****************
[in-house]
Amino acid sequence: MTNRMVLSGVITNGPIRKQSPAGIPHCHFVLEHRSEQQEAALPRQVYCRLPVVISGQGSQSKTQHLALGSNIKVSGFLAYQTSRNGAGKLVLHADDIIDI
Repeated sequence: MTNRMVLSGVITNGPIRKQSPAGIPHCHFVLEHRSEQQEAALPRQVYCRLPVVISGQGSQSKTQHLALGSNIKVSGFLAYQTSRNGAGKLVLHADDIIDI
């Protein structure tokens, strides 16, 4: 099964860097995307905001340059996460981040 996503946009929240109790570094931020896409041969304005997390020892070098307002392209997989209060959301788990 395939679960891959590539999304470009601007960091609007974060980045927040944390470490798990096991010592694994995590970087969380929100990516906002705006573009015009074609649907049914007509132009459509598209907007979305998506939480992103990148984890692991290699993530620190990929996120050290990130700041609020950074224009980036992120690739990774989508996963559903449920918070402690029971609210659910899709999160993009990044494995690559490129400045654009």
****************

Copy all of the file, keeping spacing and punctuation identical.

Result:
[in-house]
Amino acid sequence: MTNRMVLSGVITNGPIRKQSPAGIPHCHFVLEHRSEQQEAALPRQVYCRLPVVISGQGSQSKTQHLALGSNIKVSGFLAYQTSRNGAGKLVLHADDIIDI
Repeated sequence: MTNRMVLSGVITNGPIRKQSPAGIPHCHFVLEHRSEQQEAALPRQVYCRLPVVISGQGSQSKTQHLALGSNIKVSGFLAYQTSRNGAGKLVLHADDIIDI
């Protein structure tokens, strides 16, 4: 099964860097995307905001340059996460981040 996503946009929240109790570094931020896409041969304005997390020892070098307002392209997989209060959301788990 395939679960891959590539999304470009601007960091609007974060980045927040944390470490798990096991010592694994995590970087969380929100990516906002705006573009015009074609649907049914007509132009459509598209907007979305998506939480992103990148984890692991290699993530620190990929996120050290990130700041609020950074224009980036992120690739990774989508996963559903449920918070402690029971609210659910899709999160993009990044494995690559490129400045654009």